Michael Brown paid $5,000 for 371,000 bitcoins. Wire magazine has called him the “richest man in the bitcoin realm.” When the Secret Service smashed through Brown’s front door in September, he was familiar with the case of an anonymous computer hacker claiming to have copies of presidential candidate Mitt Romney’s tax returns. Brown was interested in the case because of history with computers. The Secret Service searched his home for 18 hours, pulling laptops, hard drives and all manner of digital storage devices from his Franklin, Tennessee home. (Read more…)
Two months since the search, Brown has not been charged with anything. Brown is the prime suspect, it seems, in an attempt to extort money. When an individual or group claimed to have Mitt Romney’s tax returns, they asked for $1 million to release the documents or not.
No alphabet agency has come out with whether or not somebody actually downloaded, or obtained otherwise, Romney’s tax filings. Brown is not waiting around to find out – he is now publicly denying his involvement in the role. He has even created mbdonationfund.com to garner support.
“If there was anything they could use,” Brown said, “I wouldn’t be here.”
Nobody seems to know if charges will be brought against Brown, and all documents regarding the investigation have been sealed by the judge who granted the search warrant for Brown’s home.
“We’ve taken the unusual step of confirming an investigation by the Secret Service,” Boling said. “The matter is under investigation, so there’s nothing really we could say.”
Certified computer forensic examiner out of Austin, Texas, lawyer Craig Ball, says that authorities can use the serial numbers off of two flash drives, said to contain the tax returns, left at a political office in Williamson County. Each computer keeps a record of all external devices plugged into them. Considering how easy a task this is, one suspects that the authorities would have already completed it, either implicating, or not, Brown.
The search warrant also contains IP addresses that could be used to determine which computers posted the extortion letter online at Pastebin.com. Authorities have also taken an interest in Bitcoin, a system through which the money was to be paid.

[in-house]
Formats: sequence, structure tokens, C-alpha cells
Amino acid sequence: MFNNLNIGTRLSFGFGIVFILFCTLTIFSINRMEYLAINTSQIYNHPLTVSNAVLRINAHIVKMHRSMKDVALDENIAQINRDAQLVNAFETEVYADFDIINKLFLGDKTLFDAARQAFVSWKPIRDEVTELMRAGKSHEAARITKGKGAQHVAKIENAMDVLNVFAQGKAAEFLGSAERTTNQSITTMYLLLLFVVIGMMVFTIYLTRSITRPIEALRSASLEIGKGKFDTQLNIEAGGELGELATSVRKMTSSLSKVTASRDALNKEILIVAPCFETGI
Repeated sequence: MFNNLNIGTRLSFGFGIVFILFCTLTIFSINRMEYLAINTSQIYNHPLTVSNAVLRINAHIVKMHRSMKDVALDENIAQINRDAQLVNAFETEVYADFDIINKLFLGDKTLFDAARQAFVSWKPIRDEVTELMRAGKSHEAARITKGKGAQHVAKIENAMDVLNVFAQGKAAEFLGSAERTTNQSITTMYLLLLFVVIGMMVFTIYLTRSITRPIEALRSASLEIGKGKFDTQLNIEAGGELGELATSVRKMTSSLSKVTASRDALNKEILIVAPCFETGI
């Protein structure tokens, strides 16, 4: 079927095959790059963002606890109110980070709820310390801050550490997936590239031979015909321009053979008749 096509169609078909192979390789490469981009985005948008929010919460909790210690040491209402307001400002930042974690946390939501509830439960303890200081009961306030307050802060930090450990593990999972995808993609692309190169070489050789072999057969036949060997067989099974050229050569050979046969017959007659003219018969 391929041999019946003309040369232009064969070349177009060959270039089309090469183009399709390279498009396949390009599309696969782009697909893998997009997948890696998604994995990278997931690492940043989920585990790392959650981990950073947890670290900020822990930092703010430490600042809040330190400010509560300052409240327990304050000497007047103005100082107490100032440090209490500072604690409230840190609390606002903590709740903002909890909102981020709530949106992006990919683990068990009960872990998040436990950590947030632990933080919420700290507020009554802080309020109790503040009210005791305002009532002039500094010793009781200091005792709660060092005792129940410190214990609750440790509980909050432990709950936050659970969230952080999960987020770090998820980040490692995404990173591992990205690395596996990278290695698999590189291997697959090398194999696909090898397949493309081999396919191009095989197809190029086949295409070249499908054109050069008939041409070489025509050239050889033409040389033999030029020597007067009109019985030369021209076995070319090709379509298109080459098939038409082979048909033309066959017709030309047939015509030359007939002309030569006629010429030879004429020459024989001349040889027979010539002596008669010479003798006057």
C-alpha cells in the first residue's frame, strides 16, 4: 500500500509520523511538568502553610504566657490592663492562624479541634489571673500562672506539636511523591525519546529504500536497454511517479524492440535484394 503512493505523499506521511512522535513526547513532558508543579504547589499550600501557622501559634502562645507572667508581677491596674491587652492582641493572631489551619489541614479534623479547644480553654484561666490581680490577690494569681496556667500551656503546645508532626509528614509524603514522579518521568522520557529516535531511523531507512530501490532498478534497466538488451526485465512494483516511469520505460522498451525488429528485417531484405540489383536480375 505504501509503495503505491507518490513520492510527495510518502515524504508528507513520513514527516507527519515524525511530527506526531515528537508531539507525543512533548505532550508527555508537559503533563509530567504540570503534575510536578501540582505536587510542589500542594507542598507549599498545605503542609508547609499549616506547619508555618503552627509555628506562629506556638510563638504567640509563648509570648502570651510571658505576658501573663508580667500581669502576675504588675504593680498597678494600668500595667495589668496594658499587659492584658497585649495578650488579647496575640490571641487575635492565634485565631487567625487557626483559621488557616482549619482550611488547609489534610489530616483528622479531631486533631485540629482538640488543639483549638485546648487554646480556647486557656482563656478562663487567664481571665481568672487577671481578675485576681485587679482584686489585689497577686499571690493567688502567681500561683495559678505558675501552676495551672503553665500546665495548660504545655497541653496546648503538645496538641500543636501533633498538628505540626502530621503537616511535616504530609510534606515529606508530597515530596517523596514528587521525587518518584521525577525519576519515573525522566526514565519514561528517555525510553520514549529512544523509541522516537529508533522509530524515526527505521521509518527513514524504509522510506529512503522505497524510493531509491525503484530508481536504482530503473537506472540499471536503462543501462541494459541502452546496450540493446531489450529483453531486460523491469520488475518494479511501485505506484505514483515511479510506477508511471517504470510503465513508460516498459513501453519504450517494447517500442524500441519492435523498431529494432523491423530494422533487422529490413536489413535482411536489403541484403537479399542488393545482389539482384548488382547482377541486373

Brown defends himself quite simply: because of bitcoin volatility, he actually created his own digital currency that competes with bitcoin. Why would he demand payment in competition to his currency?
“Short of an abacus and a stone tablet, there’s nothing they can’t take from this person’s home,” Ball said. “They’re not fishing.”
Brown has been targeted before because of his computer knowhow. In 2009, the Secret Service also showed up to his house. They were looking for evidence to try him for the thefts of thousands of Social Security numbers. Never charged, Brown even agreed to a polygraph at the time.
Brown does not reserve judgement for the agents: ”They left me with the impression of a bunch of apes with screwdrivers punching away at stuff.
The letters claim that the author got Romney’s tax documents from the Franklin office of PricewaterhouseCoopers, Romney’s accounting firm. But the company denies any such occurrence.
“At this point there’s nothing to suggest our systems were tampered with,” Chris Atkins, a spokesman for the company in New York City, said last week.
The post Home of “Richest Man in Bitcoin Realm” Torn Apart By Secret Service appeared first on Silver Vigilante.
[VIA Silver Vigilante]